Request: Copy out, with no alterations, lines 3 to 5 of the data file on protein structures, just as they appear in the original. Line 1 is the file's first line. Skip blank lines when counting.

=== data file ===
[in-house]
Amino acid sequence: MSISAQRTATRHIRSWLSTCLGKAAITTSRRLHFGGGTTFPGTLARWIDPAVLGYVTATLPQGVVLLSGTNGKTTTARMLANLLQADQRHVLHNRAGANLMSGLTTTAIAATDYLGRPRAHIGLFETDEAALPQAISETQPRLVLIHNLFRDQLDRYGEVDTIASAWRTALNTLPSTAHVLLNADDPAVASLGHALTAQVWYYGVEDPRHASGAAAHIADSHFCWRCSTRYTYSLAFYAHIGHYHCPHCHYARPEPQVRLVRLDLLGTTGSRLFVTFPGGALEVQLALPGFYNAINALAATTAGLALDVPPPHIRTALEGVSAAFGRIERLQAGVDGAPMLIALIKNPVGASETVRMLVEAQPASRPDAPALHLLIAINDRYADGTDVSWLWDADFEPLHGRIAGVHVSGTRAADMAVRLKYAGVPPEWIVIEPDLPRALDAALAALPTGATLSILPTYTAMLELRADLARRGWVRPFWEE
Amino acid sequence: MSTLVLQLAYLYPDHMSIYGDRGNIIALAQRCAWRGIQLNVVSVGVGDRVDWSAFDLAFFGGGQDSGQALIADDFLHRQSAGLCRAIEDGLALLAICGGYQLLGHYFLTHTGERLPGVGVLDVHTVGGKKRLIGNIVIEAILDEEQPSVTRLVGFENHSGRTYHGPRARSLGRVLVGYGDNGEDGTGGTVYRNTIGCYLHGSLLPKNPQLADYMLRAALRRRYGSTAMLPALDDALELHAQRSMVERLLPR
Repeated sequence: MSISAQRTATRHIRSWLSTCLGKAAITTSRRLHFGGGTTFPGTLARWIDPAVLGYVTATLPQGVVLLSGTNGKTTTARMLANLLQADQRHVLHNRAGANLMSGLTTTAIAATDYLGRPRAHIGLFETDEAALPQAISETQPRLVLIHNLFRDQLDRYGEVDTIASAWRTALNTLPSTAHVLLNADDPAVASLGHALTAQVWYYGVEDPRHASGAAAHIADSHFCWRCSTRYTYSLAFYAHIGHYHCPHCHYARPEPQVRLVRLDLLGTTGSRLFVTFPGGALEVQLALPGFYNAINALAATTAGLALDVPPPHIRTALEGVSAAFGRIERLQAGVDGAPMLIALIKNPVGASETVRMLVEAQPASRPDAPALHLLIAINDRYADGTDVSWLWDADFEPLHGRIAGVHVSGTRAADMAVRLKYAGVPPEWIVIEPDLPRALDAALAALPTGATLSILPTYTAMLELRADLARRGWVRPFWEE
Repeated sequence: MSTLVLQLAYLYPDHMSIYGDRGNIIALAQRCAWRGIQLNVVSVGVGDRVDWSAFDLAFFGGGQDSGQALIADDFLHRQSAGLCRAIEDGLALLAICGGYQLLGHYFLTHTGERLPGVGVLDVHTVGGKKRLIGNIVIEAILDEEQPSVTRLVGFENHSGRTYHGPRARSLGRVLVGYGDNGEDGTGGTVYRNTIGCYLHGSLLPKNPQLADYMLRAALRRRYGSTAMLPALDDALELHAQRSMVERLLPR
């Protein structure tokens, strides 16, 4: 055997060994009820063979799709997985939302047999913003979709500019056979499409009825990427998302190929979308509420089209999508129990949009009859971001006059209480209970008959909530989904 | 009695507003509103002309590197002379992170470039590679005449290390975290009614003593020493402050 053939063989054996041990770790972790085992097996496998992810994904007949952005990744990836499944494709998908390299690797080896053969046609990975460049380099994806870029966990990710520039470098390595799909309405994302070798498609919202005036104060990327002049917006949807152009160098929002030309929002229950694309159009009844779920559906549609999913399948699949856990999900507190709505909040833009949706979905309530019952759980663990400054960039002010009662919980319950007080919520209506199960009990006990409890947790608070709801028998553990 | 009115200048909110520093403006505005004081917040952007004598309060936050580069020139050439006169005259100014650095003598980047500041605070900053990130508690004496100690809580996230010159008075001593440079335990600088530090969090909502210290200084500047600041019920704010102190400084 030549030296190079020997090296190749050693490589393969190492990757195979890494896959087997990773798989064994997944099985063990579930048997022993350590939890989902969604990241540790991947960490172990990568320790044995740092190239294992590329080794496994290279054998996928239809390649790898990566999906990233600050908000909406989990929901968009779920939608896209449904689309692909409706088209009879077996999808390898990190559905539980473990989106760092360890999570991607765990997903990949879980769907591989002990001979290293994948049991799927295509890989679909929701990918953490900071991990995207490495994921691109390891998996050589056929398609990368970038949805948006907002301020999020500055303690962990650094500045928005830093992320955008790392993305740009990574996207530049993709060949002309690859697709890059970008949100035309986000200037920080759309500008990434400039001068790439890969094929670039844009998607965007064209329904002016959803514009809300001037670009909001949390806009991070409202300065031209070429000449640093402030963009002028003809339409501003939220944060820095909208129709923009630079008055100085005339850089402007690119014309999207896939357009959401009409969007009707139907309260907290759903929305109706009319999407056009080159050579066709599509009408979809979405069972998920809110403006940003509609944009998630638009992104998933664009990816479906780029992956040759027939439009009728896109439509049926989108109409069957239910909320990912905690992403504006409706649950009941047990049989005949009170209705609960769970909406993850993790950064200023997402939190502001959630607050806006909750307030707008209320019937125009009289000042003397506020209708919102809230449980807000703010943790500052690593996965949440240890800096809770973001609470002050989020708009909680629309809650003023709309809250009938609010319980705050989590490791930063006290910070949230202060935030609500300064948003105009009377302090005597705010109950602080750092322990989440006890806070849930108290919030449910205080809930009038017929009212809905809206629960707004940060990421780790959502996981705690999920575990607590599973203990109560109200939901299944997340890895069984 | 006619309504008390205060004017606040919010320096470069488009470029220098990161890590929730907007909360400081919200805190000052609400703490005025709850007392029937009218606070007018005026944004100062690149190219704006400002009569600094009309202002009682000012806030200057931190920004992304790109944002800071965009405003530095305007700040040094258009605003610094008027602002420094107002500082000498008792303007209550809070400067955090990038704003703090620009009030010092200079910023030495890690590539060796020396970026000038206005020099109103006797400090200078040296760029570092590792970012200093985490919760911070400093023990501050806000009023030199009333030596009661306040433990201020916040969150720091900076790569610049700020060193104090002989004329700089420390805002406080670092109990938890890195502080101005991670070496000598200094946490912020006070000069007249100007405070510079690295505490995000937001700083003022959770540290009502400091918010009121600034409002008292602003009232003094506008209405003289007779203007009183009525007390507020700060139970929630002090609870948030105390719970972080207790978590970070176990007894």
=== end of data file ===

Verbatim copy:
Amino acid sequence: MSTLVLQLAYLYPDHMSIYGDRGNIIALAQRCAWRGIQLNVVSVGVGDRVDWSAFDLAFFGGGQDSGQALIADDFLHRQSAGLCRAIEDGLALLAICGGYQLLGHYFLTHTGERLPGVGVLDVHTVGGKKRLIGNIVIEAILDEEQPSVTRLVGFENHSGRTYHGPRARSLGRVLVGYGDNGEDGTGGTVYRNTIGCYLHGSLLPKNPQLADYMLRAALRRRYGSTAMLPALDDALELHAQRSMVERLLPR
Repeated sequence: MSISAQRTATRHIRSWLSTCLGKAAITTSRRLHFGGGTTFPGTLARWIDPAVLGYVTATLPQGVVLLSGTNGKTTTARMLANLLQADQRHVLHNRAGANLMSGLTTTAIAATDYLGRPRAHIGLFETDEAALPQAISETQPRLVLIHNLFRDQLDRYGEVDTIASAWRTALNTLPSTAHVLLNADDPAVASLGHALTAQVWYYGVEDPRHASGAAAHIADSHFCWRCSTRYTYSLAFYAHIGHYHCPHCHYARPEPQVRLVRLDLLGTTGSRLFVTFPGGALEVQLALPGFYNAINALAATTAGLALDVPPPHIRTALEGVSAAFGRIERLQAGVDGAPMLIALIKNPVGASETVRMLVEAQPASRPDAPALHLLIAINDRYADGTDVSWLWDADFEPLHGRIAGVHVSGTRAADMAVRLKYAGVPPEWIVIEPDLPRALDAALAALPTGATLSILPTYTAMLELRADLARRGWVRPFWEE
Repeated sequence: MSTLVLQLAYLYPDHMSIYGDRGNIIALAQRCAWRGIQLNVVSVGVGDRVDWSAFDLAFFGGGQDSGQALIADDFLHRQSAGLCRAIEDGLALLAICGGYQLLGHYFLTHTGERLPGVGVLDVHTVGGKKRLIGNIVIEAILDEEQPSVTRLVGFENHSGRTYHGPRARSLGRVLVGYGDNGEDGTGGTVYRNTIGCYLHGSLLPKNPQLADYMLRAALRRRYGSTAMLPALDDALELHAQRSMVERLLPR